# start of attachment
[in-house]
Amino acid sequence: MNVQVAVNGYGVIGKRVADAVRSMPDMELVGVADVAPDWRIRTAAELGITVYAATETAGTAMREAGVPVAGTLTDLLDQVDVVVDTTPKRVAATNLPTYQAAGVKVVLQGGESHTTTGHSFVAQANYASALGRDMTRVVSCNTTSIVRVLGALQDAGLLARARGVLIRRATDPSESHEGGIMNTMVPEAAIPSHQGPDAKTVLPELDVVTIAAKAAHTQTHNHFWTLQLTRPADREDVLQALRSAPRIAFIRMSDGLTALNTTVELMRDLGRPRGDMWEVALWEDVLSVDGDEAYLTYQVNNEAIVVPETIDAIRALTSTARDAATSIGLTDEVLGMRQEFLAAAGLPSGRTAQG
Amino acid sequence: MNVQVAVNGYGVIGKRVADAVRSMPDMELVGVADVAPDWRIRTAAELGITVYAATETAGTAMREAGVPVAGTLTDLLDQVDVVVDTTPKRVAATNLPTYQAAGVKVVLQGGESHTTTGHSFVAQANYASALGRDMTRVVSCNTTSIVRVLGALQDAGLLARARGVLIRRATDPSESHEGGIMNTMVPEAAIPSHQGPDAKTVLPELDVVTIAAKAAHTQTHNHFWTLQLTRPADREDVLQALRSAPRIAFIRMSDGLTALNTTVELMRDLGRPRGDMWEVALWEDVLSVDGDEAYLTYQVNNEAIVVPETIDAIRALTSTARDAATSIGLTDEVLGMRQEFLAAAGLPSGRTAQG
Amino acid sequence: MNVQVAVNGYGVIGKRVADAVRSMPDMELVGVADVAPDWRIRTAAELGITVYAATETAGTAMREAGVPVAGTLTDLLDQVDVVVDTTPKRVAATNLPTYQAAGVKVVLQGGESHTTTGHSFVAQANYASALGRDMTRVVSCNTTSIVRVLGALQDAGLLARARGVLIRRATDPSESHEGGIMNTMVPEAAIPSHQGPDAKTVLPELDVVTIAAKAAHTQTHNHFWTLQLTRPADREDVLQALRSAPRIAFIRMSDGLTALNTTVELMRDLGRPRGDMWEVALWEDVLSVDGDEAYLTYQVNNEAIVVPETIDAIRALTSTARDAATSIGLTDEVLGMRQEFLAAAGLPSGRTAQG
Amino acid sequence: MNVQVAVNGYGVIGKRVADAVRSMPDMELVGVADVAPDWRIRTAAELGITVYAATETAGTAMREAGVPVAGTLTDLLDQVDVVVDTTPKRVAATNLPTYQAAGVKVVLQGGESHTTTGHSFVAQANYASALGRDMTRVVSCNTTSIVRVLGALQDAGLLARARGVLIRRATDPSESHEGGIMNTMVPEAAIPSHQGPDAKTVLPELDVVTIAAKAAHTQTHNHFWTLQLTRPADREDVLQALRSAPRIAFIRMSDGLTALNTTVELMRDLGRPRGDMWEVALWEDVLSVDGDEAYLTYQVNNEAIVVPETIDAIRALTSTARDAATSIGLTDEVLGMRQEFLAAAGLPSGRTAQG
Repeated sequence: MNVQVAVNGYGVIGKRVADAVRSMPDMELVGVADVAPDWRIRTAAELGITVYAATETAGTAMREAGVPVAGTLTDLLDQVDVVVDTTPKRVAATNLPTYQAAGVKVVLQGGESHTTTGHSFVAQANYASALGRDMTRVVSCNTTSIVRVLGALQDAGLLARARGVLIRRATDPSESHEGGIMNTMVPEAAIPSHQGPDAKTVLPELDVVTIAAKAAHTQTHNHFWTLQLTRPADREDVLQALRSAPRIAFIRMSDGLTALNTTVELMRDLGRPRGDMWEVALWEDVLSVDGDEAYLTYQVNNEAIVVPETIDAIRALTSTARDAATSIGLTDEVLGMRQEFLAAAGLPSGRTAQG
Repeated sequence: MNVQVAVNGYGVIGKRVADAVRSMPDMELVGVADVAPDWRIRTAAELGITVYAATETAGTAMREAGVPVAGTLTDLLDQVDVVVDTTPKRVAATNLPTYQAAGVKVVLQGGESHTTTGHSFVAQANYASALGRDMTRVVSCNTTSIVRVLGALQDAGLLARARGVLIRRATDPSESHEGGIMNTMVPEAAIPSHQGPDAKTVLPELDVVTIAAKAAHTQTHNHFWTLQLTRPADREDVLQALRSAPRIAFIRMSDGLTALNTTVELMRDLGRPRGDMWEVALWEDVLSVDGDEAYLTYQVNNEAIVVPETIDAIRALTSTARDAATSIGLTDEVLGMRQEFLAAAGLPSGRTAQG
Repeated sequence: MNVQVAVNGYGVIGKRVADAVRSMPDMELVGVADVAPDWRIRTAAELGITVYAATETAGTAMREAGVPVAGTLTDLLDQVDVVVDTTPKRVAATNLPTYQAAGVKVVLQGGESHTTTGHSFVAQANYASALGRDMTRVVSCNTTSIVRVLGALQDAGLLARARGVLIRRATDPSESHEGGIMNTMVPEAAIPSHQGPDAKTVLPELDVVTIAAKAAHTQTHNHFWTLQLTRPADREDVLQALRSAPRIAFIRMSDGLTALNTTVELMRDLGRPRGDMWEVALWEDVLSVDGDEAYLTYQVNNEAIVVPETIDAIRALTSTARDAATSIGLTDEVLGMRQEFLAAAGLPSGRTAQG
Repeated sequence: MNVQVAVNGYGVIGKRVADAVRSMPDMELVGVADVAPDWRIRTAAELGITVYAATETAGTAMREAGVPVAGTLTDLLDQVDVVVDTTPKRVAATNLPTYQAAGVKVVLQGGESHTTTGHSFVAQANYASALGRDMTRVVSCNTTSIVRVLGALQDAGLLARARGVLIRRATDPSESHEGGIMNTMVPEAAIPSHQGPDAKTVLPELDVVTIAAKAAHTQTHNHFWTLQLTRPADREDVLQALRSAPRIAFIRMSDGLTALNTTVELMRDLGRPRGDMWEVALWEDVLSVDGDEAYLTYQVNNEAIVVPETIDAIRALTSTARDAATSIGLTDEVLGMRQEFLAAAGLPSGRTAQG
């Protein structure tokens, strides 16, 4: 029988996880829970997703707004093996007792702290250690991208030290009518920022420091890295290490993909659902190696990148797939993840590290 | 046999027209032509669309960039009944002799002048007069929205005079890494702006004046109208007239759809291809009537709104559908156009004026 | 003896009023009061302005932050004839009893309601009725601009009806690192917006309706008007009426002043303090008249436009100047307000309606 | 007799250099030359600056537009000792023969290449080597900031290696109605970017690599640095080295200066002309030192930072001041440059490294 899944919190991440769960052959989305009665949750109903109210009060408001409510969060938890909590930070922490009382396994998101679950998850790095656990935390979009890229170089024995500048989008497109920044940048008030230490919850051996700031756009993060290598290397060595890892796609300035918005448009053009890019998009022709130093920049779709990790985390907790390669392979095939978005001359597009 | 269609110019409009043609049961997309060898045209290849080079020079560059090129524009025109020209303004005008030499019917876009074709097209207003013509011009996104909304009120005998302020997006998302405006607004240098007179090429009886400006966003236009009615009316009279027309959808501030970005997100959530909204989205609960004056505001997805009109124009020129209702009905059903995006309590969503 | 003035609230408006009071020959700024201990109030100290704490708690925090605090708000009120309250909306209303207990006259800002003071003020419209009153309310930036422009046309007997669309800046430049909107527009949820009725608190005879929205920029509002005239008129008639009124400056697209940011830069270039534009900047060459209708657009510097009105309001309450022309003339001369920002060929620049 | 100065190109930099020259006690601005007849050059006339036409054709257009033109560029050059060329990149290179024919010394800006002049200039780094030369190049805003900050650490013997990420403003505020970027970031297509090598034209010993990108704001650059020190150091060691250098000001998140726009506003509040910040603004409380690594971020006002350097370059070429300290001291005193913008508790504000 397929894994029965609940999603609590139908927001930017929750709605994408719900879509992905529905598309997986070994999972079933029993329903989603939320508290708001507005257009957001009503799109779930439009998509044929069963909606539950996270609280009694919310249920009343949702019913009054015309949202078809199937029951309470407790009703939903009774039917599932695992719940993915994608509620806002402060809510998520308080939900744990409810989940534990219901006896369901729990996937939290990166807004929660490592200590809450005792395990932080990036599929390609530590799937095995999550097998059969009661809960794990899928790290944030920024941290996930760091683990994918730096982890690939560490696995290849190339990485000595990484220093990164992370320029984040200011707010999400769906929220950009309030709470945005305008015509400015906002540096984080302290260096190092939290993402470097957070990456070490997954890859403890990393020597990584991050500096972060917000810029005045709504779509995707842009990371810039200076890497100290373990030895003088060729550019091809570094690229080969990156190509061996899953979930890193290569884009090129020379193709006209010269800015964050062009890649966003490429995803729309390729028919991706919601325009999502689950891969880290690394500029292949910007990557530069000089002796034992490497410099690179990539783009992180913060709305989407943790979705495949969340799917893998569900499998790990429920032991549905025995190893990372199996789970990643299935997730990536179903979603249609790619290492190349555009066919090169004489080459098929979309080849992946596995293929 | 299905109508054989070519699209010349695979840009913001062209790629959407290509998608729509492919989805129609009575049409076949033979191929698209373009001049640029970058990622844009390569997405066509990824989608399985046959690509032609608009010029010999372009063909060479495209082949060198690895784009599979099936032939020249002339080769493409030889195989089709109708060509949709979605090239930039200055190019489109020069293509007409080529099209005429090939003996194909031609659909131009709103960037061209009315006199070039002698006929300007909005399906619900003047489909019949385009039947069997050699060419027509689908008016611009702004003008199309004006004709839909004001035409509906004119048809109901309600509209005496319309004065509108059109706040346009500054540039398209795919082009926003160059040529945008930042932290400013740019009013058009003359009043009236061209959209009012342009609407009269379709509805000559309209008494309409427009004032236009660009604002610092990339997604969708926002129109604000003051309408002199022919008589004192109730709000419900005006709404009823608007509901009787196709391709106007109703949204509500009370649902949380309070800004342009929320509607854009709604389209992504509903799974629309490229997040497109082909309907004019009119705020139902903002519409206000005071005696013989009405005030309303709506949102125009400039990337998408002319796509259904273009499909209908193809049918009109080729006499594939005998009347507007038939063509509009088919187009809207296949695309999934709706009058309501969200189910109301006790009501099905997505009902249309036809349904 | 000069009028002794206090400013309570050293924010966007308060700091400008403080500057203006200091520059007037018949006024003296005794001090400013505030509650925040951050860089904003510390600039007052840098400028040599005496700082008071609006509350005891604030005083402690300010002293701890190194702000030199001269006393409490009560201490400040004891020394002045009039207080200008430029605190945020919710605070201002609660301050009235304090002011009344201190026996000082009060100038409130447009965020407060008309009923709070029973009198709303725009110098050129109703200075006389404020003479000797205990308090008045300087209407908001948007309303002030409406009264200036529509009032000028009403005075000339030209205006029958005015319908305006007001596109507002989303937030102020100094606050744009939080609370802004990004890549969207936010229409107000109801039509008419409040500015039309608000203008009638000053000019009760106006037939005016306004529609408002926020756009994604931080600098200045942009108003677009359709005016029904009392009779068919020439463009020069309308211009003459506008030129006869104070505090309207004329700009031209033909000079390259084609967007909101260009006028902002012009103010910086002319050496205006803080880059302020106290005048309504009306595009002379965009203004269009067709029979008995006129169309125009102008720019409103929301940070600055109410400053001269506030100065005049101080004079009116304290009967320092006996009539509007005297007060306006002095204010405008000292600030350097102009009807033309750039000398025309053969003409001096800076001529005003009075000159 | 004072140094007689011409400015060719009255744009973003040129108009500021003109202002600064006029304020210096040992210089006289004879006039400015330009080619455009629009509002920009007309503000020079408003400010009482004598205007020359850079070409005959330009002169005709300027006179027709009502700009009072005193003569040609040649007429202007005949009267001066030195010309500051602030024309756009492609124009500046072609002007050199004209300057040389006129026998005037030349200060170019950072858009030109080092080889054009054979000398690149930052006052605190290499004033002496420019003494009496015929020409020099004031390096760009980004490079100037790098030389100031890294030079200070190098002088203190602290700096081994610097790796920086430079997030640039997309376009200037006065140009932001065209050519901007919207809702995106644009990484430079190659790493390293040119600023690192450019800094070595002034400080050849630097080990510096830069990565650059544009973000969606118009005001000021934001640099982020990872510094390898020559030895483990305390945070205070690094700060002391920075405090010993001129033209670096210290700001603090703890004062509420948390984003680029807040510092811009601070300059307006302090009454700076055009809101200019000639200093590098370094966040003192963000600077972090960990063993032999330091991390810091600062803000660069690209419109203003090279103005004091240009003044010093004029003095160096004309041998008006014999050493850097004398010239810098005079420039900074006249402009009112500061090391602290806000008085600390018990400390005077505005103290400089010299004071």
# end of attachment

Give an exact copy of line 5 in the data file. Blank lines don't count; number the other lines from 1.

Amino acid sequence: MNVQVAVNGYGVIGKRVADAVRSMPDMELVGVADVAPDWRIRTAAELGITVYAATETAGTAMREAGVPVAGTLTDLLDQVDVVVDTTPKRVAATNLPTYQAAGVKVVLQGGESHTTTGHSFVAQANYASALGRDMTRVVSCNTTSIVRVLGALQDAGLLARARGVLIRRATDPSESHEGGIMNTMVPEAAIPSHQGPDAKTVLPELDVVTIAAKAAHTQTHNHFWTLQLTRPADREDVLQALRSAPRIAFIRMSDGLTALNTTVELMRDLGRPRGDMWEVALWEDVLSVDGDEAYLTYQVNNEAIVVPETIDAIRALTSTARDAATSIGLTDEVLGMRQEFLAAAGLPSGRTAQG